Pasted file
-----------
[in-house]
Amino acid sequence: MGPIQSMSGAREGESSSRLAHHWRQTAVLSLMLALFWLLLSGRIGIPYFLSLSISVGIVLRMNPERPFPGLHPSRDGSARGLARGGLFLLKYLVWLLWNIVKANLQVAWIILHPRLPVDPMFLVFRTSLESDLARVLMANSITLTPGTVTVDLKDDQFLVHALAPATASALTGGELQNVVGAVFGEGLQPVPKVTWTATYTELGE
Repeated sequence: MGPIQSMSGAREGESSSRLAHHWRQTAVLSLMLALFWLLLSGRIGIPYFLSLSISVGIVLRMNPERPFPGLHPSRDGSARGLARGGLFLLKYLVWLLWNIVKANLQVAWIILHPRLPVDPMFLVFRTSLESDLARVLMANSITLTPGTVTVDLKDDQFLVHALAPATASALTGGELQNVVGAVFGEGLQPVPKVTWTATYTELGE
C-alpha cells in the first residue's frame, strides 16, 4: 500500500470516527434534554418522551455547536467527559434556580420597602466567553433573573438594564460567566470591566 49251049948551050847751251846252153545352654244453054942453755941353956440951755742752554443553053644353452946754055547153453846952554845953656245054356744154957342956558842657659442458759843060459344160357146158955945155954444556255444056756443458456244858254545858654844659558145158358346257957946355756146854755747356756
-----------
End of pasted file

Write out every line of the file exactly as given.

[in-house]
Amino acid sequence: MGPIQSMSGAREGESSSRLAHHWRQTAVLSLMLALFWLLLSGRIGIPYFLSLSISVGIVLRMNPERPFPGLHPSRDGSARGLARGGLFLLKYLVWLLWNIVKANLQVAWIILHPRLPVDPMFLVFRTSLESDLARVLMANSITLTPGTVTVDLKDDQFLVHALAPATASALTGGELQNVVGAVFGEGLQPVPKVTWTATYTELGE
Repeated sequence: MGPIQSMSGAREGESSSRLAHHWRQTAVLSLMLALFWLLLSGRIGIPYFLSLSISVGIVLRMNPERPFPGLHPSRDGSARGLARGGLFLLKYLVWLLWNIVKANLQVAWIILHPRLPVDPMFLVFRTSLESDLARVLMANSITLTPGTVTVDLKDDQFLVHALAPATASALTGGELQNVVGAVFGEGLQPVPKVTWTATYTELGE
C-alpha cells in the first residue's frame, strides 16, 4: 500500500470516527434534554418522551455547536467527559434556580420597602466567553433573573438594564460567566470591566 49251049948551050847751251846252153545352654244453054942453755941353956440951755742752554443553053644353452946754055547153453846952554845953656245054356744154957342956558842657659442458759843060459344160357146158955945155954444556255444056756443458456244858254545858654844659558145158358346257957946355756146854755747356756